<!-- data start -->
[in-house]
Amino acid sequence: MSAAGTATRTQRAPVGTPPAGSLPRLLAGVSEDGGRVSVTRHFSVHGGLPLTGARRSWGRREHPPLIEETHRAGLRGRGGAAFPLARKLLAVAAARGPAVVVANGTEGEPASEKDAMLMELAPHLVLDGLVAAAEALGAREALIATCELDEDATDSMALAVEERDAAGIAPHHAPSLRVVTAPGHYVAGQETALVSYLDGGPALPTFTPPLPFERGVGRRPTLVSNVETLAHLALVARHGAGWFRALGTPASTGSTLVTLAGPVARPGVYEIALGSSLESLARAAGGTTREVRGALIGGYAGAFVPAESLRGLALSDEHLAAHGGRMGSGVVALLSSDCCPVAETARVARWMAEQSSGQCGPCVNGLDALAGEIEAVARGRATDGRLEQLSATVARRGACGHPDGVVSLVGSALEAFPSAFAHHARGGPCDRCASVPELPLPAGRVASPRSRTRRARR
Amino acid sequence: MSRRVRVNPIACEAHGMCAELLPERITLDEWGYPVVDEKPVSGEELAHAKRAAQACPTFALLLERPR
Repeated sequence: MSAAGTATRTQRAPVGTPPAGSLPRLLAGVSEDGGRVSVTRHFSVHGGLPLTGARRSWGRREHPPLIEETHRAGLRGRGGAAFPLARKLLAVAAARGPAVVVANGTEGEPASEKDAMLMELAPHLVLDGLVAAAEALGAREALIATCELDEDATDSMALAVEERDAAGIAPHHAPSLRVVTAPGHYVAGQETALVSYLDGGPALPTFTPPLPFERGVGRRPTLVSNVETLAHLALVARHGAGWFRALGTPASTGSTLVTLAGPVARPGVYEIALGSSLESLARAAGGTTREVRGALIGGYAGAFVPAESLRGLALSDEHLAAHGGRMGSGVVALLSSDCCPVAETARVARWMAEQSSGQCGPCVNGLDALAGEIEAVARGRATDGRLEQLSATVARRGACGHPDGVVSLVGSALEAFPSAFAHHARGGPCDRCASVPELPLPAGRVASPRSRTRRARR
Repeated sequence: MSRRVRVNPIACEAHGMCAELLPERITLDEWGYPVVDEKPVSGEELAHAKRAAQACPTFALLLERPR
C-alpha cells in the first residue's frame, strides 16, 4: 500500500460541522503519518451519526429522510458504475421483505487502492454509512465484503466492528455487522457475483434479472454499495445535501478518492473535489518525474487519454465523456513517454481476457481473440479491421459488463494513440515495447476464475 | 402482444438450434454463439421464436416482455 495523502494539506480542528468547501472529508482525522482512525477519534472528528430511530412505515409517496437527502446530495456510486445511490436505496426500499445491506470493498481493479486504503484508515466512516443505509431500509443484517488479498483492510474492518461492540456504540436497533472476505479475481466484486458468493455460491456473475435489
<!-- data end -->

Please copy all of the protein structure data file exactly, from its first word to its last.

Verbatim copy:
[in-house]
Amino acid sequence: MSAAGTATRTQRAPVGTPPAGSLPRLLAGVSEDGGRVSVTRHFSVHGGLPLTGARRSWGRREHPPLIEETHRAGLRGRGGAAFPLARKLLAVAAARGPAVVVANGTEGEPASEKDAMLMELAPHLVLDGLVAAAEALGAREALIATCELDEDATDSMALAVEERDAAGIAPHHAPSLRVVTAPGHYVAGQETALVSYLDGGPALPTFTPPLPFERGVGRRPTLVSNVETLAHLALVARHGAGWFRALGTPASTGSTLVTLAGPVARPGVYEIALGSSLESLARAAGGTTREVRGALIGGYAGAFVPAESLRGLALSDEHLAAHGGRMGSGVVALLSSDCCPVAETARVARWMAEQSSGQCGPCVNGLDALAGEIEAVARGRATDGRLEQLSATVARRGACGHPDGVVSLVGSALEAFPSAFAHHARGGPCDRCASVPELPLPAGRVASPRSRTRRARR
Amino acid sequence: MSRRVRVNPIACEAHGMCAELLPERITLDEWGYPVVDEKPVSGEELAHAKRAAQACPTFALLLERPR
Repeated sequence: MSAAGTATRTQRAPVGTPPAGSLPRLLAGVSEDGGRVSVTRHFSVHGGLPLTGARRSWGRREHPPLIEETHRAGLRGRGGAAFPLARKLLAVAAARGPAVVVANGTEGEPASEKDAMLMELAPHLVLDGLVAAAEALGAREALIATCELDEDATDSMALAVEERDAAGIAPHHAPSLRVVTAPGHYVAGQETALVSYLDGGPALPTFTPPLPFERGVGRRPTLVSNVETLAHLALVARHGAGWFRALGTPASTGSTLVTLAGPVARPGVYEIALGSSLESLARAAGGTTREVRGALIGGYAGAFVPAESLRGLALSDEHLAAHGGRMGSGVVALLSSDCCPVAETARVARWMAEQSSGQCGPCVNGLDALAGEIEAVARGRATDGRLEQLSATVARRGACGHPDGVVSLVGSALEAFPSAFAHHARGGPCDRCASVPELPLPAGRVASPRSRTRRARR
Repeated sequence: MSRRVRVNPIACEAHGMCAELLPERITLDEWGYPVVDEKPVSGEELAHAKRAAQACPTFALLLERPR
C-alpha cells in the first residue's frame, strides 16, 4: 500500500460541522503519518451519526429522510458504475421483505487502492454509512465484503466492528455487522457475483434479472454499495445535501478518492473535489518525474487519454465523456513517454481476457481473440479491421459488463494513440515495447476464475 | 402482444438450434454463439421464436416482455 495523502494539506480542528468547501472529508482525522482512525477519534472528528430511530412505515409517496437527502446530495456510486445511490436505496426500499445491506470493498481493479486504503484508515466512516443505509431500509443484517488479498483492510474492518461492540456504540436497533472476505479475481466484486458468493455460491456473475435489